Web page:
A man who exchanged gunfire with Winston-Salem officers and kept police at bay for hours overnight Thursday into Friday died in a house on South Main Street in Winston-Salem, Police Chief Catrina Thompson said.
The dead man was identified as Gilbert Lee Collison Jr., 47, whose address is listed as Pfafftown on the N.C. sex offender registry. He allegedly broke into a house at 4201 S. Main St. in Winston-Salem sometime before 9 p.m. Thursday.
Jayna Prater, who lives at the house and told investigators Collison was a short-term boyfriend, called police to say that Collison had gotten into her house and was threatening to kill any officer who came to the house.
As police responded to Main Street, they also made contact with Prater, who told them how events began unfolding earlier in the evening.
According to police, Prater said that she and Collison got into an argument after Prater learned that Collison was wanted by law enforcement. During that argument, Collison allegedly pointed a shotgun at Prater and threatened to harm her. Collison then left Prater’s house.
Later, while Prater was away from the house, Collison telephoned her, said that he was inside her house and threatened to shoot any officer who tried to enter.
While police officers responded to Prater’s house and surrounded it, others went with her to the magistrate’s office, where a warrant was issued for Collison’s arrest on a charge of assault by pointing a gun.
Police said that Collison was already wanted on charges including failure to register as a sex offender, larceny and violation of a protective order. Collison also had outstanding arrest orders for driving with a revoked license, misdemeanor probation violation, failure to register as a sex offender, failure to report a new address as a sex offender, two counts of possession of methamphetamine and driving while impaired.
During the standoff, crisis negotiators talked for hours with Collison by cellphone, trying to convince him to surrender peacefully, police said. Finally, in an attempt to bring the standoff to an end, police put a type of “chemical munition” into the house. That’s when Collison used a shotgun to fire multiple shots toward officers, police said.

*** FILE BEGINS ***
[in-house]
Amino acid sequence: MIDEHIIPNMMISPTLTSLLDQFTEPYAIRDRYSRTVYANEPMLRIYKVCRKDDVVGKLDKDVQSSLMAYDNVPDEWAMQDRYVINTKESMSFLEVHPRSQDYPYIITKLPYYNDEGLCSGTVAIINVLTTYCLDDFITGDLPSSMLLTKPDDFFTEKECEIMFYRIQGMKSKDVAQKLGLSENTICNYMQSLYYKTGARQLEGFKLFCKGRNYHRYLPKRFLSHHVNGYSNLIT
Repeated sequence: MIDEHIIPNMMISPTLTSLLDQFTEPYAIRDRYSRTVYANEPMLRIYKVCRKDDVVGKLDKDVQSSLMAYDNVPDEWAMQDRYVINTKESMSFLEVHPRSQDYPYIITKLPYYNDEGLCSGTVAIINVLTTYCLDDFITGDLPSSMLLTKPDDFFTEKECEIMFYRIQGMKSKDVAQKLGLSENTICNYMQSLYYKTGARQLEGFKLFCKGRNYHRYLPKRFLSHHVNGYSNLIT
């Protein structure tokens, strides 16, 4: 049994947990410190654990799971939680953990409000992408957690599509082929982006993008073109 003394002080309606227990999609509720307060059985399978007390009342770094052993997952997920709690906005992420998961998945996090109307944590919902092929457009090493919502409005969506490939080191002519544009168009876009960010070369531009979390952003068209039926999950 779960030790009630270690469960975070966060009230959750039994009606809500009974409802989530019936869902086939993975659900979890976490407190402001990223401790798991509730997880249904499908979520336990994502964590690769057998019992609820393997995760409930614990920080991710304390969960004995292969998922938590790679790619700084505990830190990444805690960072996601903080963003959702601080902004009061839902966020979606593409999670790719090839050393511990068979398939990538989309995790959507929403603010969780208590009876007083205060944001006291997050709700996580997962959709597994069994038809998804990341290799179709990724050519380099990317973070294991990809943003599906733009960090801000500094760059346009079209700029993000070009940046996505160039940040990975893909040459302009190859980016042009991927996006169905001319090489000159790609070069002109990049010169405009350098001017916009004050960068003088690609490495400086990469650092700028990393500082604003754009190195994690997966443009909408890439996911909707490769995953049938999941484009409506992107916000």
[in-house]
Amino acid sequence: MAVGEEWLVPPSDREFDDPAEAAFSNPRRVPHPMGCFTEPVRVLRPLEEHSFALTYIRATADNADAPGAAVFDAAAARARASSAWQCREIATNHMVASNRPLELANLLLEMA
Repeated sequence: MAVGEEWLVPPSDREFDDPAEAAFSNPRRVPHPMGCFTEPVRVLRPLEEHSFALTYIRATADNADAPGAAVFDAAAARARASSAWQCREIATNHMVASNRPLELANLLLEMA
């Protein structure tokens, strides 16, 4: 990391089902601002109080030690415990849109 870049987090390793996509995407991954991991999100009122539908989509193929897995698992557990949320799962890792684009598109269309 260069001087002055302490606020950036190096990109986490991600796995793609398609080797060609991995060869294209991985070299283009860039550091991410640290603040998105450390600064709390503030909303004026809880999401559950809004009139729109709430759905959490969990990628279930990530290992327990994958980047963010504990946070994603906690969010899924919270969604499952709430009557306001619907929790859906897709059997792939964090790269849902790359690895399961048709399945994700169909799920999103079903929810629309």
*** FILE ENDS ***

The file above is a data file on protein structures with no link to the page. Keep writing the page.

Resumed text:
Later, police said, Collison came to the front door of the house with a shotgun. Police fired what they described as a “less-lethal impact baton” at Collison, striking him in the leg. That’s when Collison fired his shotgun at police for the last time.
Three officers returned fire and Collison retreated deeper into the home, police said.
Police repeatedly tried to contact Collison after that, but got no response. A remote device was used to search the house, and Collison was found lying on the floor in the living room.
Police said medical responders tried to help Collison. The medical personnel determined that Collison was dead, police said.
Three Winston-Salem police officers were placed on administrative duty, as is standard procedure in an officer-involved shooting, after the standoff ended. The State Bureau of Investigation is heading the investigation into the death of Collison, while police are investigating the assault on the officers and conducting an administrative review of the officers’ actions.
The three officers on administrative duty are Sgt. Brian H. Ashley, at 17-year veteran; Sgt. Peter Watkins, a 19-year veteran; and Corp. John Heyer, an eight-year veteran of the police force.
No officers were injured, police said.
Police evacuated nearby houses during the standoff, which stretched from around 9 p.m. Thursday to 4 a.m. Friday, when residents were allowed back into their homes.
About 8 a.m. Friday, a police forensics crime investigation truck pulled up near the brick house on the east side on Main Street where officers were gathered outside.
Patty Collins and her mother, Annette Collins, were at home next door when police showed up in force around 9 p.m. Thursday.
The women said that while they we’re waiting on a nearby street, they heard police on a loudspeaker telling someone to “come out with your hands above your head and put your weapon down.”
The women said at one point in the early morning they heard multiple noises that sounded like gunfire or the sound of a stunning device going off.